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McDonald’s Says All Its Packaging Will Be Recyclable by 2025

Soon, a little less “junk” in this food. Photo: Zhang Peng/LightRocket via Getty Images

To make customers feel better about eating the food, McDonald’s has come up with a plan to make its bags, cups, and wrappers better for the environment. It will take seven years, and Big Macs will probably still have 500 calories by then — but, assuming they still require a box, this packaging will be from 100 percent renewable or recyclable sources. Getting eco-woke appears to be the chain’s latest strategy to hook younger customers, who like patronizing good corporate citizens, and also 80 percent of whom have never tried a Bic Mac.

Last week, McDonald’s also announced it was eliminating foam cups by the end of 2018. (Some stores apparently still use those, yes.) Along with today’s pivot to ecofriendlier packaging, the chain is also pledging to give all locations recycling bins by 2025. Right now, about half of McDonald’s packaging is recycled, and only 10 percent of its 37,000 stores worldwide have onsite recycling bins for customers. Once the transition is complete, bags for food, soda cups, and burger boxes will contain materials that are “recycled, renewable, or certified” by third-party organizations, with “a preference for” Forest Stewardship Council certification — this ensures paper, cardboard, and whatnot come from responsibly managed forests.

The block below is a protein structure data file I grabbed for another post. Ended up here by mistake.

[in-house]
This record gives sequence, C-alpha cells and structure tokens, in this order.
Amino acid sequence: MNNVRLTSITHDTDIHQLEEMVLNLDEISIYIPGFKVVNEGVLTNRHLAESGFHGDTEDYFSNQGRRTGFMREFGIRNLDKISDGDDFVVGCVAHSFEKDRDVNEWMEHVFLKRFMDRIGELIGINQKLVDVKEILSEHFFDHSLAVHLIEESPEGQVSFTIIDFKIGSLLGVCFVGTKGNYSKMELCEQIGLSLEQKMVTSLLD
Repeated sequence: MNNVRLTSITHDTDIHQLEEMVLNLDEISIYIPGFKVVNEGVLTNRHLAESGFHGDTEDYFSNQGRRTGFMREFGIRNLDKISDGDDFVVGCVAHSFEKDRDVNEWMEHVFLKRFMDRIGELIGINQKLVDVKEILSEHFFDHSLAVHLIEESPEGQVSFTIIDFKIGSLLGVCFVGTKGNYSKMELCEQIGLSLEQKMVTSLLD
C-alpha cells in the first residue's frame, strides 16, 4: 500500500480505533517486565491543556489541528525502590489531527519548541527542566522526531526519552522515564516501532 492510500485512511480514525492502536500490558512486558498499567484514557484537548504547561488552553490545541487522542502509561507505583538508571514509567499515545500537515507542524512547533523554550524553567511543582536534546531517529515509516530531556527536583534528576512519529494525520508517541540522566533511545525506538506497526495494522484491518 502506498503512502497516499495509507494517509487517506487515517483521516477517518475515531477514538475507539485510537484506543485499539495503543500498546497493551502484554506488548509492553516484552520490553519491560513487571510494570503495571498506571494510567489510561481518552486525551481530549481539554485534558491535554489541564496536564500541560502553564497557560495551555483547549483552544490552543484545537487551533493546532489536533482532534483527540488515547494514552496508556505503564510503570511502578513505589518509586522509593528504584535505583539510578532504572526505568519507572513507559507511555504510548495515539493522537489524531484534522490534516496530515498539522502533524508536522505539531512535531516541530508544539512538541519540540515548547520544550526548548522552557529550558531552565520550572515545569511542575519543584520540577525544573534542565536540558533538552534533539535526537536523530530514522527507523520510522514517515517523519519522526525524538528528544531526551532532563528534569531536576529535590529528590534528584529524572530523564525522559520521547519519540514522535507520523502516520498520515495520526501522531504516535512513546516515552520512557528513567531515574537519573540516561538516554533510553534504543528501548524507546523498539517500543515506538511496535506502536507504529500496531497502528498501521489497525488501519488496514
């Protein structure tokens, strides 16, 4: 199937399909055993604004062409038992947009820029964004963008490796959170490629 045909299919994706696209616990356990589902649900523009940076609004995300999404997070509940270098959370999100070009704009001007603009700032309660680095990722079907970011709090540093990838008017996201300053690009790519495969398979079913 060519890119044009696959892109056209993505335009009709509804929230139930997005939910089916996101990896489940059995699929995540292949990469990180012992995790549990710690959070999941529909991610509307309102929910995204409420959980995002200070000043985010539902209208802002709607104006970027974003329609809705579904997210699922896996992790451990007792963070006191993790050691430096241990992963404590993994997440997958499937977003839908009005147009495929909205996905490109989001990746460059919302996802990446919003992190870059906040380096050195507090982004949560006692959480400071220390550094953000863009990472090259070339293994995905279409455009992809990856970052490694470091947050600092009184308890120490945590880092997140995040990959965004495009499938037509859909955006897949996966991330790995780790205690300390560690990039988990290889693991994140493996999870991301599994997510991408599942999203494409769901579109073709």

Reuters says creating a serious recycling program was “customers’ No. 1 request,” now that McDonald’s has satisfied their last top demand: all-day breakfast.

McDonald’s Says All Its Packaging Will Be Recyclable by 2025